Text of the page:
Students use tech to gain skills for life
Every head in special education teacher Meagen Winzer’s classroom tipped forward as students worked on their iPads to learn computer coding. The third-, fourth- and fifth-graders completed game-like activities that teach fundamentals of computer coding on the nonprofit Code.org website.
It’s the beginning of a skill with broad real-world applications. Stream a video, for example, or drive a newer car and you’ve benefited from people who know how to code.
The Vancouver community has told Vancouver Public Schools that students should be well-prepared for the technical demands of future careers. In 2013, the community approved a technology levy to support this goal. Part of the district’s work to meet the expectation has been introducing coding activities in several schools.
In 2017, special education classrooms got the opportunity to participate too. Bringing coding to elementary special education classrooms was the brainchild of Meagan Williams, a Vancouver special education teacher and special education instructional technology facilitator who supports schools in their use of iPads and digital tools.
Williams secured a total of more than $25,000 in grant funding from the Foundation for Vancouver Public Schools and the Office of Superintendent of Public Instruction over the last two years to cover the cost of teacher training and materials.
This year students in nine special education classrooms at seven elementary schools, including Salmon Creek Elementary, are discovering the joys and challenges of coding. In just over two months, they had written approximately 29,000 lines of code.
“I think technology’s a strength for our students,” said Winzer, whose Salmon Creek Elementary classroom provides enhanced support in reaching grade-level academic expectations.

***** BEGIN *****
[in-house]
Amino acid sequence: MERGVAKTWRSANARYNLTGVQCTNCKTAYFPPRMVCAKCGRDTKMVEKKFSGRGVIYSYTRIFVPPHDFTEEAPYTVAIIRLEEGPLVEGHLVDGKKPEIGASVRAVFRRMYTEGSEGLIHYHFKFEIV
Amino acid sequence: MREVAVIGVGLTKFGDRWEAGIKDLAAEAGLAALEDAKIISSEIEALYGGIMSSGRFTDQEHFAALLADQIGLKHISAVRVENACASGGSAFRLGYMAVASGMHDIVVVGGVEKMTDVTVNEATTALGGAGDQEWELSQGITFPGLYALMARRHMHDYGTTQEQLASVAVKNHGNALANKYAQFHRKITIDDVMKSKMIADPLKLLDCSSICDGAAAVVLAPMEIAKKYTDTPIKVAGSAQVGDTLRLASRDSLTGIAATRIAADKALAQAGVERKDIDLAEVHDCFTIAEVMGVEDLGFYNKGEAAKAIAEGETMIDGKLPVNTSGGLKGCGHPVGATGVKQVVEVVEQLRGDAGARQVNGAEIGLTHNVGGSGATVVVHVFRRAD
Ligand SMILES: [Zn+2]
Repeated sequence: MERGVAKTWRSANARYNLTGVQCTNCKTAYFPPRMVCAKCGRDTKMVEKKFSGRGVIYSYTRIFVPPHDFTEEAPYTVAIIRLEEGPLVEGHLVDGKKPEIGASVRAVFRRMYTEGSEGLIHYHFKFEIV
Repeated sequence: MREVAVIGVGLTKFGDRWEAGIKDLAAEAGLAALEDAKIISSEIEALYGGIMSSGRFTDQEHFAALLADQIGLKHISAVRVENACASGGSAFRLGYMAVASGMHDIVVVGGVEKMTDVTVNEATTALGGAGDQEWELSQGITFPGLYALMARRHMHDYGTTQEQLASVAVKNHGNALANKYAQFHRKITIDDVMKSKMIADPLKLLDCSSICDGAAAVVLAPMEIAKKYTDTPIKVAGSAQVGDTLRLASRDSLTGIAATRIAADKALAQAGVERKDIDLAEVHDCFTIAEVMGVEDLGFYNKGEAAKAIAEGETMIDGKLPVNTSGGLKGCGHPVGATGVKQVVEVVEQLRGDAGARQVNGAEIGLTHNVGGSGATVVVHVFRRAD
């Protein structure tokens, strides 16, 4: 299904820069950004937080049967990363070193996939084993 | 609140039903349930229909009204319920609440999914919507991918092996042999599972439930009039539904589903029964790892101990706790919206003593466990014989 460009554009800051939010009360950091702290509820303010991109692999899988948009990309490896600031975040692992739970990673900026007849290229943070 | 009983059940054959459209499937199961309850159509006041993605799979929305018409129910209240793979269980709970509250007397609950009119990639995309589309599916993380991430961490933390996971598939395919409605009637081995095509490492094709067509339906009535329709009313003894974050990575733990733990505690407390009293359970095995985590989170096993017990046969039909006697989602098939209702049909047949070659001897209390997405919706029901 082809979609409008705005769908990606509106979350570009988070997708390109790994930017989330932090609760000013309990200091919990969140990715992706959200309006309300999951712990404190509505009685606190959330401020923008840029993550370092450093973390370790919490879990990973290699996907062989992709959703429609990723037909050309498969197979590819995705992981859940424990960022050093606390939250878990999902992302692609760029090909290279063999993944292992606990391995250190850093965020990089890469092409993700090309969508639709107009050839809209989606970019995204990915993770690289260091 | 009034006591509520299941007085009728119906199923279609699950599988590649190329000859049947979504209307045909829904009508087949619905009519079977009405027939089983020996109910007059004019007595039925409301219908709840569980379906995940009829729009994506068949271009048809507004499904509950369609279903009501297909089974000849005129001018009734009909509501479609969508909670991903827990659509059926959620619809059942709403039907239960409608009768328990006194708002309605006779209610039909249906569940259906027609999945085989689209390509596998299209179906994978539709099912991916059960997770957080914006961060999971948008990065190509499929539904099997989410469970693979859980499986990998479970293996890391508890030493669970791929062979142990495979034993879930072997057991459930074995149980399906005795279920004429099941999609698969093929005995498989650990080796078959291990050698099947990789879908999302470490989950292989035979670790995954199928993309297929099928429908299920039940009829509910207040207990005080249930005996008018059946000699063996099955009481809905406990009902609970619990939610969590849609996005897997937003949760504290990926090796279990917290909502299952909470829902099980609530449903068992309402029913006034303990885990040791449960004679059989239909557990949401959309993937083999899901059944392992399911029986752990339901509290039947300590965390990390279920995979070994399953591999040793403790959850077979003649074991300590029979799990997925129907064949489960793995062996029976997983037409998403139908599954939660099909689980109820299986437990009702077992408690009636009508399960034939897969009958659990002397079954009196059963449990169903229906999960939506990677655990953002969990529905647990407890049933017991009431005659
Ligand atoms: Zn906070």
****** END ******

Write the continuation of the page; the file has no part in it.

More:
The coding curriculum, with its ties to language arts, math and science standards, boosts academic knowledge, focus and critical thinking skills. “It’s pretty fun and cool,” said Jacob, a fourth-grader.
And while coding skills may directly benefit some students well beyond elementary school, the goal of the program isn’t necessarily to develop the next generation of computer coders. It’s a new way of asking students to flex their social and soft skills as they do independent and collaborative work.
“Many of the activities focus on perseverance, which I think is really important,” Winzer said. “Sometimes our kids get in a routine, thinking if that’s going to be too hard I’m not going to try it. And so just seeing other people have difficulty or struggle and then move forward is helpful for them.
“Working together through some of the challenges encountered during coding has helped with their confidence,” Winzer added.
Williams sees coding as a natural way to expand the school district’s focus on what’s called social-emotional learning—helping students develop traits such as self- and social awareness, decision-making and interpersonal skills. “Our special education teachers are some of the greatest social-emotional learning experts we have, and this program is supplemental to the incredible work they are already doing,” she said.
If voters reauthorize the technology levy in February 2019, the program could expand to middle and high school special education classrooms.
“Coding is my favorite part of school,” said Salmon Creek fifth-grader Emily Schroeder. She said it makes her feel proud and could help her in the future.
What does she want to do when she grows up?
She smiled. “Teacher.”